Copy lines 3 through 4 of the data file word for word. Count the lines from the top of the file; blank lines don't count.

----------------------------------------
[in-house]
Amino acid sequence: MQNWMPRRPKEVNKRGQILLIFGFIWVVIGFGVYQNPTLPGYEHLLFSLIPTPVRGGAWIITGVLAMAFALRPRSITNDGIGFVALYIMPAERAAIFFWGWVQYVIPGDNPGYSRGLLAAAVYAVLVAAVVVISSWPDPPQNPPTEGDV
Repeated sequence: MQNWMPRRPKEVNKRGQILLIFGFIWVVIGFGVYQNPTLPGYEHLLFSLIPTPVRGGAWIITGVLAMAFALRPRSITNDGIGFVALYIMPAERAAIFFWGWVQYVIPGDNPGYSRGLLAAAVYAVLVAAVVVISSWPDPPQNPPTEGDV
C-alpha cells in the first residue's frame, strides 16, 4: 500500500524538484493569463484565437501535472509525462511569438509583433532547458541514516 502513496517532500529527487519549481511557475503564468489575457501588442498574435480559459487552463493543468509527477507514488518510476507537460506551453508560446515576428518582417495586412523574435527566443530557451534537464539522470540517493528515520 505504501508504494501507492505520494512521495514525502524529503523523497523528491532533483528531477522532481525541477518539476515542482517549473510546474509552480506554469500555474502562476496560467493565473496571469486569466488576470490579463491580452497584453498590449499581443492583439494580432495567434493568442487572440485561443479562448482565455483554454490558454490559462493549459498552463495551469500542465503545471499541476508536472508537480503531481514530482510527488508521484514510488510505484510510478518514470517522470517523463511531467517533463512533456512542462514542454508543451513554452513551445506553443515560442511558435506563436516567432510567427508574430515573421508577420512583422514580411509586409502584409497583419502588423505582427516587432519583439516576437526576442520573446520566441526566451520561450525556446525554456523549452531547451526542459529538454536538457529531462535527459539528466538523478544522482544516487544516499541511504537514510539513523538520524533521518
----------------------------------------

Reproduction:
Repeated sequence: MQNWMPRRPKEVNKRGQILLIFGFIWVVIGFGVYQNPTLPGYEHLLFSLIPTPVRGGAWIITGVLAMAFALRPRSITNDGIGFVALYIMPAERAAIFFWGWVQYVIPGDNPGYSRGLLAAAVYAVLVAAVVVISSWPDPPQNPPTEGDV
C-alpha cells in the first residue's frame, strides 16, 4: 500500500524538484493569463484565437501535472509525462511569438509583433532547458541514516 502513496517532500529527487519549481511557475503564468489575457501588442498574435480559459487552463493543468509527477507514488518510476507537460506551453508560446515576428518582417495586412523574435527566443530557451534537464539522470540517493528515520 505504501508504494501507492505520494512521495514525502524529503523523497523528491532533483528531477522532481525541477518539476515542482517549473510546474509552480506554469500555474502562476496560467493565473496571469486569466488576470490579463491580452497584453498590449499581443492583439494580432495567434493568442487572440485561443479562448482565455483554454490558454490559462493549459498552463495551469500542465503545471499541476508536472508537480503531481514530482510527488508521484514510488510505484510510478518514470517522470517523463511531467517533463512533456512542462514542454508543451513554452513551445506553443515560442511558435506563436516567432510567427508574430515573421508577420512583422514580411509586409502584409497583419502588423505582427516587432519583439516576437526576442520573446520566441526566451520561450525556446525554456523549452531547451526542459529538454536538457529531462535527459539528466538523478544522482544516487544516499541511504537514510539513523538520524533521518